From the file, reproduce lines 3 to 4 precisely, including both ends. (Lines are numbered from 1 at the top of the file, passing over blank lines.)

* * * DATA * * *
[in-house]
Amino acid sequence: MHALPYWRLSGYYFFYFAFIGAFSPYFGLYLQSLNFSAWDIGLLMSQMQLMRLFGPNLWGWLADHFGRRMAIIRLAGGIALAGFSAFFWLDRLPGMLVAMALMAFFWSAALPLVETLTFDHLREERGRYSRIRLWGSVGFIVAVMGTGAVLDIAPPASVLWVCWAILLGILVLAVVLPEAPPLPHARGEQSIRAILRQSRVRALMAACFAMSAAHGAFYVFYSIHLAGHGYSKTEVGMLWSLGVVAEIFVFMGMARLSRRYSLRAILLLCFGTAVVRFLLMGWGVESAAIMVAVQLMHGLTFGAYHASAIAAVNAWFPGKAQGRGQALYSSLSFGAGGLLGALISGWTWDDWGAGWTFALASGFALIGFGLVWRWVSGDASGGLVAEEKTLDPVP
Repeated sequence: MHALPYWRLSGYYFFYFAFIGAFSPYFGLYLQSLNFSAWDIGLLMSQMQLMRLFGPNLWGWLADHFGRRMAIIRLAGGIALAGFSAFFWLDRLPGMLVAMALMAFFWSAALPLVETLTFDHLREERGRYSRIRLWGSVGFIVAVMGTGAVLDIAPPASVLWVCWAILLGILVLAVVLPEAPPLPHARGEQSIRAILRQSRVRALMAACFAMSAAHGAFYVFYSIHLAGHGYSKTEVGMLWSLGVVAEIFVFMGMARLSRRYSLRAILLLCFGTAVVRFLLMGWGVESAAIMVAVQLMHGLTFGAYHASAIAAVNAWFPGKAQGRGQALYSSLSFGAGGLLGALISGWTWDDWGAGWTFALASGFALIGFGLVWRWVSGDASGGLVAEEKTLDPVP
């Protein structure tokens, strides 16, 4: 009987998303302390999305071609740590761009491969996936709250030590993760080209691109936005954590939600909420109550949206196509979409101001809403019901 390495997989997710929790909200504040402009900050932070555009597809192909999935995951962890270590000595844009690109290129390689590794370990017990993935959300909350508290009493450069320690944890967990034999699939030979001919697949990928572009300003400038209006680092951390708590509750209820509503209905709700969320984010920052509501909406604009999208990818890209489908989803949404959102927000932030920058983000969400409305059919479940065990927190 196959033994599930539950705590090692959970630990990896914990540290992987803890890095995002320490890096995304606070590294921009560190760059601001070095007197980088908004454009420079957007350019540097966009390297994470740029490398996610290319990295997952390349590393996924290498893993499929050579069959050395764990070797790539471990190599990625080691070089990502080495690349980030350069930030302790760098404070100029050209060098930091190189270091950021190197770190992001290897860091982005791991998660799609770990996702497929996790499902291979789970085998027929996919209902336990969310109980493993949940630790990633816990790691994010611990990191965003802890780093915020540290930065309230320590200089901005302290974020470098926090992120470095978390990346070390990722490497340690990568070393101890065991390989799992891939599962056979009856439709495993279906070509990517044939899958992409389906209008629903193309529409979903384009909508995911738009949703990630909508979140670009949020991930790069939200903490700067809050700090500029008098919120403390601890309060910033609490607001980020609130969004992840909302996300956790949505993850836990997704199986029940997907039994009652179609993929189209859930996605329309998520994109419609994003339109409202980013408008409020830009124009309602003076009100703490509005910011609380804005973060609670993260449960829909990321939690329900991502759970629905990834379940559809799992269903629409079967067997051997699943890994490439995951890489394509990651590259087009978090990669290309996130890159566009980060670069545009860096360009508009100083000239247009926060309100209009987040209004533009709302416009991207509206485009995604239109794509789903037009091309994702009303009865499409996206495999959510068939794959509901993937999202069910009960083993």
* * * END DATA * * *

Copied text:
Repeated sequence: MHALPYWRLSGYYFFYFAFIGAFSPYFGLYLQSLNFSAWDIGLLMSQMQLMRLFGPNLWGWLADHFGRRMAIIRLAGGIALAGFSAFFWLDRLPGMLVAMALMAFFWSAALPLVETLTFDHLREERGRYSRIRLWGSVGFIVAVMGTGAVLDIAPPASVLWVCWAILLGILVLAVVLPEAPPLPHARGEQSIRAILRQSRVRALMAACFAMSAAHGAFYVFYSIHLAGHGYSKTEVGMLWSLGVVAEIFVFMGMARLSRRYSLRAILLLCFGTAVVRFLLMGWGVESAAIMVAVQLMHGLTFGAYHASAIAAVNAWFPGKAQGRGQALYSSLSFGAGGLLGALISGWTWDDWGAGWTFALASGFALIGFGLVWRWVSGDASGGLVAEEKTLDPVP
């Protein structure tokens, strides 16, 4: 009987998303302390999305071609740590761009491969996936709250030590993760080209691109936005954590939600909420109550949206196509979409101001809403019901 390495997989997710929790909200504040402009900050932070555009597809192909999935995951962890270590000595844009690109290129390689590794370990017990993935959300909350508290009493450069320690944890967990034999699939030979001919697949990928572009300003400038209006680092951390708590509750209820509503209905709700969320984010920052509501909406604009999208990818890209489908989803949404959102927000932030920058983000969400409305059919479940065990927190 196959033994599930539950705590090692959970630990990896914990540290992987803890890095995002320490890096995304606070590294921009560190760059601001070095007197980088908004454009420079957007350019540097966009390297994470740029490398996610290319990295997952390349590393996924290498893993499929050579069959050395764990070797790539471990190599990625080691070089990502080495690349980030350069930030302790760098404070100029050209060098930091190189270091950021190197770190992001290897860091982005791991998660799609770990996702497929996790499902291979789970085998027929996919209902336990969310109980493993949940630790990633816990790691994010611990990191965003802890780093915020540290930065309230320590200089901005302290974020470098926090992120470095978390990346070390990722490497340690990568070393101890065991390989799992891939599962056979009856439709495993279906070509990517044939899958992409389906209008629903193309529409979903384009909508995911738009949703990630909508979140670009949020991930790069939200903490700067809050700090500029008098919120403390601890309060910033609490607001980020609130969004992840909302996300956790949505993850836990997704199986029940997907039994009652179609993929189209859930996605329309998520994109419609994003339109409202980013408008409020830009124009309602003076009100703490509005910011609380804005973060609670993260449960829909990321939690329900991502759970629905990834379940559809799992269903629409079967067997051997699943890994490439995951890489394509990651590259087009978090990669290309996130890159566009980060670069545009860096360009508009100083000239247009926060309100209009987040209004533009709302416009991207509206485009995604239109794509789903037009091309994702009303009865499409996206495999959510068939794959509901993937999202069910009960083993």